Olives – curing your own

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Over the last few years many people have planted olive trees around Grey Lynn, Ponsonby and Westmere. The  years have passed and now plenty of these trees are bearing fruit.  Look around next time you go for a walk in the neighbourhood and you will see the fruit is ripening up nicely. It is now harvest time – the birds love them and it is a race between you and birds if you want to get some olives to preserve.

I decided to find out how to preserve them. How hard can it be to preserve your own? I have been investigating and the recipes go from simple, to frightening, to complicated. By frightening- I don’t like the ones that say “cover the olives in a solution of water and caustic soda”. Apparently, this is how many commercial olives are prepared . I am not sure what else caustic soda is used for but it sounds like something you clean with rather than eat.

I have settled on a recipe from a NZ author, Chris Fortune . His new book “Pick, Preserve, Serve – Enjoying local and home grown produce year-round” is easy to buy and the library has it too. Here is the recipe if you want it.

Water Cured Olives
Use only freshly picked olives, free of bruising or blemishes. Ninety five percent of olives are cured using chemicals and you can taste the difference when you water cure them yourself. The olive oil on top oliveswill seal the salt brine. Ensure you remove the olives from the brine with a very clean spoon to avoid contamination.
5kg black olives, well washed
sea salt
water
4 Tablespoons Red Vinegar
olive oil

With a sharp knife, make a cut in the meat of the olive from top to bottom. In a large non-reactive container (plastic, not aluminium or copper) soak the olives in brine. (1 part sea salt to 10 parts water). Make sure the olives are submerged by using something to weigh them down, and cover the container with a lid. Cure the olives for at least 3 weeks, stirring the olives each day and changing the brine every 4 days. Periodically taste the olives for bitterness. They could take 4 – 6 weeks depending on the olives. When they taste the way you want, place the olives in a jar, cover with brine (as above), add the vinegar and top with a layer of oil.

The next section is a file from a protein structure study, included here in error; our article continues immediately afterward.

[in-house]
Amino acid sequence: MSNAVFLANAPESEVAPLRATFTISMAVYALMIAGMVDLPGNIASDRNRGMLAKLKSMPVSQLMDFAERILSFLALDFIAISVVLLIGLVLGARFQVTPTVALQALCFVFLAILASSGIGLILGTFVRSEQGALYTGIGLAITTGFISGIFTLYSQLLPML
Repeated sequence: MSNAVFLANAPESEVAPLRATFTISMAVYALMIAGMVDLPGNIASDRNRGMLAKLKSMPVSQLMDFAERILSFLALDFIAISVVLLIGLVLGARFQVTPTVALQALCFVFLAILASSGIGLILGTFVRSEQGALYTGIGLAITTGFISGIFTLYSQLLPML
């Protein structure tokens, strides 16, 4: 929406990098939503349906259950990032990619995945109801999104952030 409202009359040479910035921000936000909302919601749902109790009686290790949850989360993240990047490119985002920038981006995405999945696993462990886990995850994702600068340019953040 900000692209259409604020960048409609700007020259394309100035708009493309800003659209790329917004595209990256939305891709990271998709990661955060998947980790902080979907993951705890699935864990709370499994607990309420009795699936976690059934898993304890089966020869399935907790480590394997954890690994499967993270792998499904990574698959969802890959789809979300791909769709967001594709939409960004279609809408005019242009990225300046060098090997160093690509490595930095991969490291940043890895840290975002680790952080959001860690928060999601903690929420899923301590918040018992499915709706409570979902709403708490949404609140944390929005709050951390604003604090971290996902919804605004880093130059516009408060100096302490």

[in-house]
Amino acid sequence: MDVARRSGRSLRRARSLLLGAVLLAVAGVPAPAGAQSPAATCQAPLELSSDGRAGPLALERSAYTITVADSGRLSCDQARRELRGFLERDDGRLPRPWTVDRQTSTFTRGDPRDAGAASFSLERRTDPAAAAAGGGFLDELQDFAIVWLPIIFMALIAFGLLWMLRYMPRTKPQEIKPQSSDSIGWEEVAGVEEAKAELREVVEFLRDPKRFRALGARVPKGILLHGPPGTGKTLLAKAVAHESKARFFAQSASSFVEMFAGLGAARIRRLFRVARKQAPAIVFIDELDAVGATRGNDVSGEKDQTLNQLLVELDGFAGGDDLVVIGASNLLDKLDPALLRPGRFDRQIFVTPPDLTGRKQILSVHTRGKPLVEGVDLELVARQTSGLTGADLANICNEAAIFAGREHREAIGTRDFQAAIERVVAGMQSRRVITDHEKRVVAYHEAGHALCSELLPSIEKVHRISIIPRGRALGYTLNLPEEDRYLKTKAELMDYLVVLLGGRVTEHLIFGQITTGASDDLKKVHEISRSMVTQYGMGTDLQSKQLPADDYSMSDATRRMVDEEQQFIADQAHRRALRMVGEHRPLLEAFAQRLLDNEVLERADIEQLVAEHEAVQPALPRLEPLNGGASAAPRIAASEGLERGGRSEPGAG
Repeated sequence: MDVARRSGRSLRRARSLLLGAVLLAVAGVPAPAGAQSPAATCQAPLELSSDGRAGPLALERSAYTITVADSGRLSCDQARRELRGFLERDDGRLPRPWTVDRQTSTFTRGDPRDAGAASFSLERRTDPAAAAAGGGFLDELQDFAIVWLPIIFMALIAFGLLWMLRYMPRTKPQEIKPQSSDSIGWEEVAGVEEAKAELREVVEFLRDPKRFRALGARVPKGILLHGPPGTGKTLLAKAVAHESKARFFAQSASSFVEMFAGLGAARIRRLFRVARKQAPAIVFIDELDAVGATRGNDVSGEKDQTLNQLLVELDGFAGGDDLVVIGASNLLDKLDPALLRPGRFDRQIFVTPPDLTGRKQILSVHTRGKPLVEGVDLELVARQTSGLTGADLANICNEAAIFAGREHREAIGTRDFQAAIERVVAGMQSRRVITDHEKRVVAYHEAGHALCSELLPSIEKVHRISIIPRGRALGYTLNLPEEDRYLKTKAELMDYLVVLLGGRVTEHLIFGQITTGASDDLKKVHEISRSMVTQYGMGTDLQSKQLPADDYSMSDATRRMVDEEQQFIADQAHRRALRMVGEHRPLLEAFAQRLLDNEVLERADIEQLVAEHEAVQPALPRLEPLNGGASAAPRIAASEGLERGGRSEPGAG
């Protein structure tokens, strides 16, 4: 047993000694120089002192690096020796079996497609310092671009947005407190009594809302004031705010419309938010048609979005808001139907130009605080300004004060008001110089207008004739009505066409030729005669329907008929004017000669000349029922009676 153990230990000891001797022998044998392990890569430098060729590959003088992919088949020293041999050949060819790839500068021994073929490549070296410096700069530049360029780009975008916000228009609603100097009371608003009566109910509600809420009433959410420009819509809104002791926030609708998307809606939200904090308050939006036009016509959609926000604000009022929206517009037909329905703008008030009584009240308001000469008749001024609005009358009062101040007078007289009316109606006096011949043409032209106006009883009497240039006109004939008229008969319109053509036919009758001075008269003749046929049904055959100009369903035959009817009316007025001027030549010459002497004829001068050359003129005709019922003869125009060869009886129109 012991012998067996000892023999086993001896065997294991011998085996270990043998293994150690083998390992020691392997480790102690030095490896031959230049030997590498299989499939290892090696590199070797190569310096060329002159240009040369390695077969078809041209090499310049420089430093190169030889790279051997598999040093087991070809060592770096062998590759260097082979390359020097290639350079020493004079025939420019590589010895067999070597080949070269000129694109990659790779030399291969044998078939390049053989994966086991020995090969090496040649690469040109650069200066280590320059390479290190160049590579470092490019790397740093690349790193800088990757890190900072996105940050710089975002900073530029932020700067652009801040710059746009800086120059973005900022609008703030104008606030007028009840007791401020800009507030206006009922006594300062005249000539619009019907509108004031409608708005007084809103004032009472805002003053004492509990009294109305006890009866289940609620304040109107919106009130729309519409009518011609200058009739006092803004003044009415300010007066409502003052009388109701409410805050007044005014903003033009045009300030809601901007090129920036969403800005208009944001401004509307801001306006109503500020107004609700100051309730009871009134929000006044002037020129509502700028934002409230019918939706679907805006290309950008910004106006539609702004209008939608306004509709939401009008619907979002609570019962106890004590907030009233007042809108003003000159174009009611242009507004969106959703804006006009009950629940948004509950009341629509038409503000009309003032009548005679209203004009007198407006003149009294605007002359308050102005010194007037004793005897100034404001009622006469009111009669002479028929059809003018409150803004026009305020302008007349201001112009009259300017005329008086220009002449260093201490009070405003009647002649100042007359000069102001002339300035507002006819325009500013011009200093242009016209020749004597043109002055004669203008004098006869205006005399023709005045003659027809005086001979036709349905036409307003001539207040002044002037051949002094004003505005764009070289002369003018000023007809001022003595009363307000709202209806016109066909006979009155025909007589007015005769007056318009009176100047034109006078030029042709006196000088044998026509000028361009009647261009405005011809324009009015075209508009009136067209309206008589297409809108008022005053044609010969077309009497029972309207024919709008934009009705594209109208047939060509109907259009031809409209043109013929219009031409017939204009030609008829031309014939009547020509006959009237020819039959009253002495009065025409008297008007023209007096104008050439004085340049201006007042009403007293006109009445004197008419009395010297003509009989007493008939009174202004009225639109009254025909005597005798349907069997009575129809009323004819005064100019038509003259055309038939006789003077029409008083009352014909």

There are two huge trees behind the Grey Lynn Community Centre which are laden with fruit. You will need a high ladder to get to the olives. The GLCC centre manager, Tania Miller is keen for you to take them as otherwise they end up in the sandpit and the carpark.

I have started on the process. Will let you know in a few months how I get on. Any other “Olive Virgins” please let me know how it goes. From the experts, all advice greatfully accepted.

2 COMMENTS

  1. I’d love to know how to do what the Maori did and prepare karaka berries in a way that renders them non-toxic.

  2. Hi
    I have pickled olives for the past three years. I found it extremely helpful to go through a bit of extra work by making two little slits into each olive with a sharp knife. This help to leach out the bitter parts and speeds up the process but without the need of a chemical speed-up as they use in commercial “brining”.
    Last year I tried half with and half without slitting and after about 3 weeks I decided that it was well worth the extra work as I also saved a lot of on salt. One has to change the brine quite frequently, especially in the first 2 weeks and it can be a bit of a cost factor, especially if you are using expensive sea salt!
    Are the ones you picked green or are some already ripe and black?

    I tried lots of finishing variations, the best was garlic but smoked was also a hit! I also tried with some salted lemon which was fine and marinated with Balsamic vinegar which was possibly the weakest. I also left some in simple brine and just put some from the brine in a jar with plain water to reduce the saltiness a bit before consuming.
    I only have green ones so far and would be happy to come along picking black olives if my timetable allows and someone is going out again.
    I am from TT Pt Chev group by the way.
    Cheers, Ellen

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